Ever wondered why your laptop or phone battery gets spoiled so quickly? Did it ever occur to you why the duration of their working keeps drastically reducing as time progresses, especially if you are a heavy user? Why does it happen that you always have to carry a portable charger with you?
Batteries, like the ones present in phones and laptops have chemical reaction occurring inside that creates charge. When you recharge the battery a reverse chemical reaction takes place to “undo” the discharging effect.
Batteries have a limited number of charging/discharging cycles for a life time. So, basically, each time your charge your phone/laptop you are killing its battery.
There is another hidden problem that lurks beneath. How many times have we forgotten to stop charging once the battery is 100%? This overcharging kills the battery faster than charging. You would have heard the advice, not to use your phone/laptop while it’s charging. But how practical is it?
So each time you overcharge - like when you put it for charging before sleep - you are not only destroying the device, but also risking it to explode (Samsung? Is that you?)!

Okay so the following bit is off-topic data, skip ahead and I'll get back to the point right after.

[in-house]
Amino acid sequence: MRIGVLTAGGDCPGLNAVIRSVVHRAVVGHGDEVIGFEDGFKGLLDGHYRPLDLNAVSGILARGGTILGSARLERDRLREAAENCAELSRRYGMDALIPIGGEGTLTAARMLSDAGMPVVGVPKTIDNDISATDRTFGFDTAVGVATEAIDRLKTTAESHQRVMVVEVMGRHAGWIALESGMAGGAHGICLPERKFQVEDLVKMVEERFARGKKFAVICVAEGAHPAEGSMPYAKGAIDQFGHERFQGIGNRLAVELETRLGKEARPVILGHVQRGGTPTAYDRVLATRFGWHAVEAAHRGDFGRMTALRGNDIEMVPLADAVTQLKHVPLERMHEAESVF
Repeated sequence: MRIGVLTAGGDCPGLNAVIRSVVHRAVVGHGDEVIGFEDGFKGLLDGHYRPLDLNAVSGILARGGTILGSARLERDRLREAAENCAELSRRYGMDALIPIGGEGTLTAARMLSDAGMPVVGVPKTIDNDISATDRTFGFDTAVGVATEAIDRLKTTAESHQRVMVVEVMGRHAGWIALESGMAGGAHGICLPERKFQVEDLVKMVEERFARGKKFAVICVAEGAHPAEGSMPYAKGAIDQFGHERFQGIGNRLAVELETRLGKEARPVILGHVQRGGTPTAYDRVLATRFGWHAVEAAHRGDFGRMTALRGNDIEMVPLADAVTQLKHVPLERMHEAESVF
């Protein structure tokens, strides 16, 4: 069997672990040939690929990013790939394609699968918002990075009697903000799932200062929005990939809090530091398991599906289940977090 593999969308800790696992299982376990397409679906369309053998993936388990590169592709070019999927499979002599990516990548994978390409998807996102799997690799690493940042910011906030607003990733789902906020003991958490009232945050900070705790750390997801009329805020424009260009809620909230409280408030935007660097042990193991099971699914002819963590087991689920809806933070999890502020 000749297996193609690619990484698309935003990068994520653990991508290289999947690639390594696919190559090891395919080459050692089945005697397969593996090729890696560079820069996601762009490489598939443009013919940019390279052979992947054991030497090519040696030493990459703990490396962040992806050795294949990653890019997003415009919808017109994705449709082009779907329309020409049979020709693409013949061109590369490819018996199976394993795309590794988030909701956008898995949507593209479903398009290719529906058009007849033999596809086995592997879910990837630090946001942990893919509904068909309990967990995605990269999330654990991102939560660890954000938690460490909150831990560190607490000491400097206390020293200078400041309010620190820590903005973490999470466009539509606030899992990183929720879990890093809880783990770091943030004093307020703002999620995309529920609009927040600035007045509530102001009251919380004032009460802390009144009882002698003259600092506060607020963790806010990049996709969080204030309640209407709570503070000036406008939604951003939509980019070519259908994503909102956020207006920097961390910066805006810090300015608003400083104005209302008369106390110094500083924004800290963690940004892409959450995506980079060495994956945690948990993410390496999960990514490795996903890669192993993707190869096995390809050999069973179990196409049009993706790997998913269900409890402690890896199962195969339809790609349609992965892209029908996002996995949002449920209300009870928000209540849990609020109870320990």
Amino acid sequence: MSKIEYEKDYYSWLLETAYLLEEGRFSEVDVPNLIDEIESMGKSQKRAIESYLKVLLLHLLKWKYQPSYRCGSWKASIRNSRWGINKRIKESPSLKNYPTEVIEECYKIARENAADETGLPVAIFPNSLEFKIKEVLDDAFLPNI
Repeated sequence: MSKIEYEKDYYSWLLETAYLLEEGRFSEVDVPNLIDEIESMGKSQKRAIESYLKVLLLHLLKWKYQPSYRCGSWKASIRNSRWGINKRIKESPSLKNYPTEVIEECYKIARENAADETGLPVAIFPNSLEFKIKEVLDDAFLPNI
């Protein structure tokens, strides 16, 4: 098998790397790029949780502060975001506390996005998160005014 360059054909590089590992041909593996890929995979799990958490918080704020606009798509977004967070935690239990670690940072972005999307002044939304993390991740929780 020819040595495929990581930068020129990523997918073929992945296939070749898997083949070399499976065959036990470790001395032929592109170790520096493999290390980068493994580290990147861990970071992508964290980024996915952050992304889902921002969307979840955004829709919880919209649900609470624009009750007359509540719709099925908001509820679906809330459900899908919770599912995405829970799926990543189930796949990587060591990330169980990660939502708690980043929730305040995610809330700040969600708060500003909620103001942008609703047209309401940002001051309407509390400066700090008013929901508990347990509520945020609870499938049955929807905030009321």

So to be on the safe side, let’s just stick to it that the battery must be disconnected as soon as the charge hits 100%. But hectic life/ lazy nature of us humans have made it difficult to always remember to “unplug” when the battery reaches 100%.
Thus our crazy mind came up with “Intelli-Charger” for the lazy minds.
Intelli-Charger is an auto-unplug charger. This is a concept charger with “add-on” modules that’s going to “break” (not literally but electrically) the charging circuit once the battery hits 100%.
Here we take a small amount of charging current from the charging port of a battery inside a phone, to see if its amount is proportional to the charge stored. Once we know the battery level, we can be sure of when to stop charging. So we create a breaking switch that opens up when the charge hits 100%.
To make this “idea” a success we need to use a “low-power” controller. The idea must be scalable to multiple platforms - mobile, laptop and even electric vehicles.
The Curie controller on Arduino 101 satisfies this need. The implementation makes use of digitally measuring the charging current at timed intervals to see if 100% battery level is reached. When the level is reached the circuit disconnects and to re-start it a button has to be pressed. The module will be mountable along the common commercial charger unit.
How does it work? We'll figure it out from the diagram!
The design works by using a Timed-Interrupt to monitor the charging current. Once the current is such that the battery is 100% charged, we break the circuit using the Relay R. E1 and E2 are electronics switches used to control the current flow. Flow-chart is on its way. Hope you like it!